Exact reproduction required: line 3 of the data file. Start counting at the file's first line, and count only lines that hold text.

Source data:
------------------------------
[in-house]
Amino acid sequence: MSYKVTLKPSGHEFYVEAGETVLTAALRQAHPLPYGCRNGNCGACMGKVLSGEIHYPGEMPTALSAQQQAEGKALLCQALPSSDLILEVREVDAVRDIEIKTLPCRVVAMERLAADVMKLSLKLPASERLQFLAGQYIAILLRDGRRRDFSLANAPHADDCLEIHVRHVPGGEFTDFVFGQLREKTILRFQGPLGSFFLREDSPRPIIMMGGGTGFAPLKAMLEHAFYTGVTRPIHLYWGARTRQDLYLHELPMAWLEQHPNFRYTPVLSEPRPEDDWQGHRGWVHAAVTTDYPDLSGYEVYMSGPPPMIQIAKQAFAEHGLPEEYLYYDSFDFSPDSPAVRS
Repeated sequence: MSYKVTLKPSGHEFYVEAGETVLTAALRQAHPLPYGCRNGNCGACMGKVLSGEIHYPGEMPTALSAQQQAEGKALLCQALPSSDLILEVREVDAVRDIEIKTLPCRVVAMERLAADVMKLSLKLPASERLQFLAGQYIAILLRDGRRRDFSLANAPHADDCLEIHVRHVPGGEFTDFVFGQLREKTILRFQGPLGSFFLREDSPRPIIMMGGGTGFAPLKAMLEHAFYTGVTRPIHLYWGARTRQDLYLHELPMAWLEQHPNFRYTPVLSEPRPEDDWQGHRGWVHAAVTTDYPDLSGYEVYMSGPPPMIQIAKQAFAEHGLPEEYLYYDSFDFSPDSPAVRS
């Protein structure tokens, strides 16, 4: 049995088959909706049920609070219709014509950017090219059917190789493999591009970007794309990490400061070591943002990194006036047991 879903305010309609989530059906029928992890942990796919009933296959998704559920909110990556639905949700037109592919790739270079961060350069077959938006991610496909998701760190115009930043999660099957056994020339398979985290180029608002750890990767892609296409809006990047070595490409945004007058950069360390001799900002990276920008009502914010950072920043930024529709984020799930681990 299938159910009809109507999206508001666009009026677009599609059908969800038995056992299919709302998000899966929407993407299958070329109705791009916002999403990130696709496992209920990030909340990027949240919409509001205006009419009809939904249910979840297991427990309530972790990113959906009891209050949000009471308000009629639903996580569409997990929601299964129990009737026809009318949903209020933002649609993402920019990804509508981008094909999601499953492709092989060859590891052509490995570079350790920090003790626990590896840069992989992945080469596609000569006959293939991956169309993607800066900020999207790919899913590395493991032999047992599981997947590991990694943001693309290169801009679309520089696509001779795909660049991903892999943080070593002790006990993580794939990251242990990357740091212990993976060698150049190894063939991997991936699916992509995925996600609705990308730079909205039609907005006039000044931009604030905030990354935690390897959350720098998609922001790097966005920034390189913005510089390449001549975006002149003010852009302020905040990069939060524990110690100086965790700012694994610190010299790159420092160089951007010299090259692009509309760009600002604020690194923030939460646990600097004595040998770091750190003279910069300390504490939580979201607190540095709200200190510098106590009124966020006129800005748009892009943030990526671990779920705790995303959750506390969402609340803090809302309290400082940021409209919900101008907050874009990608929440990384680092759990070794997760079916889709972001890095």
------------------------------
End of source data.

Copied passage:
Repeated sequence: MSYKVTLKPSGHEFYVEAGETVLTAALRQAHPLPYGCRNGNCGACMGKVLSGEIHYPGEMPTALSAQQQAEGKALLCQALPSSDLILEVREVDAVRDIEIKTLPCRVVAMERLAADVMKLSLKLPASERLQFLAGQYIAILLRDGRRRDFSLANAPHADDCLEIHVRHVPGGEFTDFVFGQLREKTILRFQGPLGSFFLREDSPRPIIMMGGGTGFAPLKAMLEHAFYTGVTRPIHLYWGARTRQDLYLHELPMAWLEQHPNFRYTPVLSEPRPEDDWQGHRGWVHAAVTTDYPDLSGYEVYMSGPPPMIQIAKQAFAEHGLPEEYLYYDSFDFSPDSPAVRS